The counterweight to that, which I must point out, is that I have always been a bit of an odd individual anyway – a changeling, an outsider. So even from early childhood I was having to struggle to fit in with those around me, in what seemed to me an alien and (frequently, at school) hostile environment. On the upside, being an outsider looking in was all good experience for a writer. :o)

    My recipe for (reasonable) success at fitting in, btw, is willingness to do basic household chores. It’s the great universal. If you can help someone dig the garden or tidy the house, or go grocery shopping, or prepare a meal and clean up in the kitchen, chances are that you can get along well enough. Or if they’re such lofty creatures that they never do a stroke of menial work, then you just get them to talk about themselves and what interests them. ;oP

  3. How much should a person change to fit in? I too grew up near a migrant camp, but by then it was the 70s. My class mates were often the children of those original migrant children, and as far as I, and as far as I’m aware, they, were concerned – they were aussie! No better, or no worse, than anyone else.

    When I started working, however, I discovered some of the saddest people. Those who had no chance of ever going back home, but refused to so much as learn the language spoken around them, making them unable to communicate with even lowly check-out chicks, and had become more “rigid” in their hold to their home countries traditions than people who still lived there could ever be. I am talking of people who had been in the country some 20 – 30 years by this time, and it seemed to me they chose to be miserable just because they were here.

  4. I can relate to what both of you have said, Hrugaar and Sharyn. Children are pretty adapatable. You and I, Hrugaar, both got by despite having parents with itchy feet (mind you, I envy people who still have friends they met in primary school because they never moved!) and I guess we’ve all seen sad old migrants who have never assimilated.

    In my experience, it’s usually the women who don’t acculturate. When I was at school there were many old mums and grandmas, mainly from Greece or Italy, who had to have a relative with them to go shopping because they hadn’t even learnt, after decades in the country, how to ask for basic household requisites. I suspect that many women immigrants only came to Oz because they husbands wanted to come and their quiet means of protesting was to refuse to have anything to do with local culture.

    My mother was lucky. She hadn’t wanted to come here, either, but being from England she didn’t find it impossible to operate within the community and she even made friends – although most of them, like her, were lonely English ex-pats*g*.

  5. I suspect you are right, Satima, when you say it was their quiet form of protest. I think it was fairly good that I didn’t come into contact with people like that until I began working. It’s not that we only associated with certain types, we didn’t. My hometown was a small town then, and you pretty much knew most people at least to smile and wave to. That I only met a few, hopefully meant there were only a few who didn’t want to be here.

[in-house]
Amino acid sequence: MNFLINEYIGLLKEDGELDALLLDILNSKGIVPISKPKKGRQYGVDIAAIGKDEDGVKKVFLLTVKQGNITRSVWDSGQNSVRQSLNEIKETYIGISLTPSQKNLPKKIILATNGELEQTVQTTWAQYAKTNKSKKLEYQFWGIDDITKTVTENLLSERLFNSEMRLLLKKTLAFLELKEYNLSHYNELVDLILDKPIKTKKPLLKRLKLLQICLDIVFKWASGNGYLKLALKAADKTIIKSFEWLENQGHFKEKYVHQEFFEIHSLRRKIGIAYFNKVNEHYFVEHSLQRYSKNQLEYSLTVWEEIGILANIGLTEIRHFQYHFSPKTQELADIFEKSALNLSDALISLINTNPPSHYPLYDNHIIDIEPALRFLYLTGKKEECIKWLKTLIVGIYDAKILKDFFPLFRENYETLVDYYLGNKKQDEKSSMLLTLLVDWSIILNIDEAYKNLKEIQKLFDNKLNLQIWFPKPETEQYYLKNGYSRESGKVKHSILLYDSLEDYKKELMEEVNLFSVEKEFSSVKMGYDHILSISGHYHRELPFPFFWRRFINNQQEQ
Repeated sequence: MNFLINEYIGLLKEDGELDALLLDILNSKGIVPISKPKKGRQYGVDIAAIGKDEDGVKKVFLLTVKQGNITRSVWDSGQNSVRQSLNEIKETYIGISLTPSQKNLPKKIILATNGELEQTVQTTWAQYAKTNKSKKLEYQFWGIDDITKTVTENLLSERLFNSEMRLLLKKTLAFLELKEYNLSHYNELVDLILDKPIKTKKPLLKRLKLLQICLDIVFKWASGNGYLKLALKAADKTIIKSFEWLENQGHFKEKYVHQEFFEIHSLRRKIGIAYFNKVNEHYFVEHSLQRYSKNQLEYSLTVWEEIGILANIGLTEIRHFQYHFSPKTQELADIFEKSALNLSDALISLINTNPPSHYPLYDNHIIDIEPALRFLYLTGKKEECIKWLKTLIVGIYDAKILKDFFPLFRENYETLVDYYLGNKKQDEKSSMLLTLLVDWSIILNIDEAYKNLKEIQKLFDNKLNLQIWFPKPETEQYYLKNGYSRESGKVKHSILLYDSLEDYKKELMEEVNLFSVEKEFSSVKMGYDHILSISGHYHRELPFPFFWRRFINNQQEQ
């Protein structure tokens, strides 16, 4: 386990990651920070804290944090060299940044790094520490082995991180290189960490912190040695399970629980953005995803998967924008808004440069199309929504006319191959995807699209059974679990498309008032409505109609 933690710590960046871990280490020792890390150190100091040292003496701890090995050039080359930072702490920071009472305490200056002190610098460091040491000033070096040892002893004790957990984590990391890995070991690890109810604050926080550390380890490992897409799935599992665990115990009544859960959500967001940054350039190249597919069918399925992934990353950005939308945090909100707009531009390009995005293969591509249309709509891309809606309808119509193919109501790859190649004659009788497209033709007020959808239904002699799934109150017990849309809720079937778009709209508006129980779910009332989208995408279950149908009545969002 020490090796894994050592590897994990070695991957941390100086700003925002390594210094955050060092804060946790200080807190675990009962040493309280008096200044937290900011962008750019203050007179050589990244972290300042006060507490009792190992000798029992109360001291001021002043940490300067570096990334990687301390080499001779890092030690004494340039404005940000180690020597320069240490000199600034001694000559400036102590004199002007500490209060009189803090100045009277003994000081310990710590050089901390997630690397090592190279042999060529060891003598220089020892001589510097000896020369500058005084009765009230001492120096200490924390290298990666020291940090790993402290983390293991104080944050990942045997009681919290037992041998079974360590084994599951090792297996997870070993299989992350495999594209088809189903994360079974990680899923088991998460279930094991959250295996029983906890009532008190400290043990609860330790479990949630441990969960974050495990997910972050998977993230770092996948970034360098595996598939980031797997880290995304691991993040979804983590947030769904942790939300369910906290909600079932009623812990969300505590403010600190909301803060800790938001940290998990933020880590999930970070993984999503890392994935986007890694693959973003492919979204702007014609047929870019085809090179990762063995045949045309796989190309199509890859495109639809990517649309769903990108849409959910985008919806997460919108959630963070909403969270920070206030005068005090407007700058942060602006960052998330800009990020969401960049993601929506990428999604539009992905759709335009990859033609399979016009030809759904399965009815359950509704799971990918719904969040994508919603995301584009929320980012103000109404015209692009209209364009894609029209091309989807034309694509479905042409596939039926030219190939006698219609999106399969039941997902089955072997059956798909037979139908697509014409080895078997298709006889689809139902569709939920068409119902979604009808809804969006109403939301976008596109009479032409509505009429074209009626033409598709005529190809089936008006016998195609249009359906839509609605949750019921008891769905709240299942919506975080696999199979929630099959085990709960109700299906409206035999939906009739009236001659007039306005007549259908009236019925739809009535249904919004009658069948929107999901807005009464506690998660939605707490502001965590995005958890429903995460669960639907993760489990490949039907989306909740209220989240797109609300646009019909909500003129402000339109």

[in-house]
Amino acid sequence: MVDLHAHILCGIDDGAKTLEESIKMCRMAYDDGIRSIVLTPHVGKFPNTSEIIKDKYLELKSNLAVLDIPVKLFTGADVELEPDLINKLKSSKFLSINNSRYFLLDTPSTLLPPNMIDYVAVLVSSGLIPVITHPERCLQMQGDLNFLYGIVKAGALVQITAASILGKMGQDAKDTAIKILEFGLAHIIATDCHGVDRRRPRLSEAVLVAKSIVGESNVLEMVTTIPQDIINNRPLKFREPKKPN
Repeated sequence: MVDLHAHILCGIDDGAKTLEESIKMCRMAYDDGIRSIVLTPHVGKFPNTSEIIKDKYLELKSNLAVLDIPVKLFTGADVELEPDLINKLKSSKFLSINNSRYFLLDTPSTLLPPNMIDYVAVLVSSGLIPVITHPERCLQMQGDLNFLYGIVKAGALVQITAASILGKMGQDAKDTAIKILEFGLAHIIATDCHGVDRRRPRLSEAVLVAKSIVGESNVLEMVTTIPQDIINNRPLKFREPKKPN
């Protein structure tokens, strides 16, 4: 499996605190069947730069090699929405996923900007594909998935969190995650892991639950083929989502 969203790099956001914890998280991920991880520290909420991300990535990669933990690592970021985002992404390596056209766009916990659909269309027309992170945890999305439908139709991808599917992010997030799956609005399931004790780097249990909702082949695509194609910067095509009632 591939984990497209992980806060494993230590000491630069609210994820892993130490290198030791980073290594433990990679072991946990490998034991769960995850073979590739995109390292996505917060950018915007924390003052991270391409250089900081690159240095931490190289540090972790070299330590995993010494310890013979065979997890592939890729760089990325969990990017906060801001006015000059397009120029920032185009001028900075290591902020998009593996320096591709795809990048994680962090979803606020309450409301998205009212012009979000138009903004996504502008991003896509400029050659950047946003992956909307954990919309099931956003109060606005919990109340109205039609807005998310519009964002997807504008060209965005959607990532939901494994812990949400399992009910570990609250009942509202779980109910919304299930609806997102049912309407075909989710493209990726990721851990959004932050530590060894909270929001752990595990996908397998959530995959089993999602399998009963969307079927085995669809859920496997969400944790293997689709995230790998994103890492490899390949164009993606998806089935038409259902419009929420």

One of the Koori girls I went to school with put it best “Everyone in this country came from somewhere else in the world … except maybe Mungo Man, and he aint saying where he came from.”

  6. Heh heh – doesn’t it make you laugh when people grumble about refugees and say, “Why don’t they go back where they came from?” If we go back a few generations in our ancestry, just about everyone in the world could be classed as non-indigenous. As a Brit, I proudly carry the genes of Norman, Dane, Saxon and Celtic as well as Ancient Briton and probably the odd randy Roman soldier. Where do I go back to, pray? *g* And where do my part-English, part-Irish, part-Jamaican sons go? The mind boggles!

  7. Heh. We have a saying here on the rock, ‘There’s a boat in the morning.’ (meaning if they grumble about living here, they can go live elsewhere). But we say that to anyone, whether they’re immigrant or come from families that have lived here for centuries.

  8. Satima, I agree – I think Ligea does really try to stay true to herself, but she does definitely betray her Exaltarch and her boss!

    Wow, have you put your finger on a great point, Hrugaar – do the dishes and everyone loves you. Of course, if you are male in a male-dominated culture, the men will think you’re weird, but the women will love you anyway.

    Sharyn, I remember once waiting behind a Chinese-Malaysian lady at the immigration office here in Malaysia. The man behind the counter did not speak Chinese, so he asked her in Malay, then in English, a few simple questions: what is your name, how old are you, where do you live? She could not understand any of them. He got someone to translate to Chinese. She answered the questions. I was then staggered when in answer to another question, How long have you lived in Malaysia, she answered in Chinese, “40 years.”

    Ye gods. She’d been in the country forty years and couldn’t even answer the simplest of questions in the language of the land. Talk about not making an effort.

    When I first came here, I struggled very hard to fit in – wear the clothes, eat and learn to cook the food, speak the language, take part the festivals etc.

    There was a point though when I gave up, because I realised that no matter how hard I tried, I would always be the outsider and treated as such. I think I will blog more about this on a separate entry tomorrow.